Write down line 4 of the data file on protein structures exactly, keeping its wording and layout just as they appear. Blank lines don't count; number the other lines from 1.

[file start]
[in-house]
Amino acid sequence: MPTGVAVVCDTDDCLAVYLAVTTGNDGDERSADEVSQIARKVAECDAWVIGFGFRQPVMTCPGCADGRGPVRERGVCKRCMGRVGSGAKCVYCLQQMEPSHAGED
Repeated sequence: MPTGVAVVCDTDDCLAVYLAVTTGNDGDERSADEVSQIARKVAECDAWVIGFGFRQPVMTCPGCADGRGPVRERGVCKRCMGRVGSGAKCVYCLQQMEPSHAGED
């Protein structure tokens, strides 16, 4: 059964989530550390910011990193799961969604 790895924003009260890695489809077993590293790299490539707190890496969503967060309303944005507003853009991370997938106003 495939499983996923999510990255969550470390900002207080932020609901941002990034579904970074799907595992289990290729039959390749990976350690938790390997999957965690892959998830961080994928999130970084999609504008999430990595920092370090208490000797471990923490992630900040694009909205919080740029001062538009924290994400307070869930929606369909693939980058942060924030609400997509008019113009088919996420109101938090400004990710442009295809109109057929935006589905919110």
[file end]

């Protein structure tokens, strides 16, 4: 059964989530550390910011990193799961969604 790895924003009260890695489809077993590293790299490539707190890496969503967060309303944005507003853009991370997938106003 495939499983996923999510990255969550470390900002207080932020609901941002990034579904970074799907595992289990290729039959390749990976350690938790390997999957965690892959998830961080994928999130970084999609504008999430990595920092370090208490000797471990923490992630900040694009909205919080740029001062538009924290994400307070869930929606369909693939980058942060924030609400997509008019113009088919996420109101938090400004990710442009295809109109057929935006589905919110």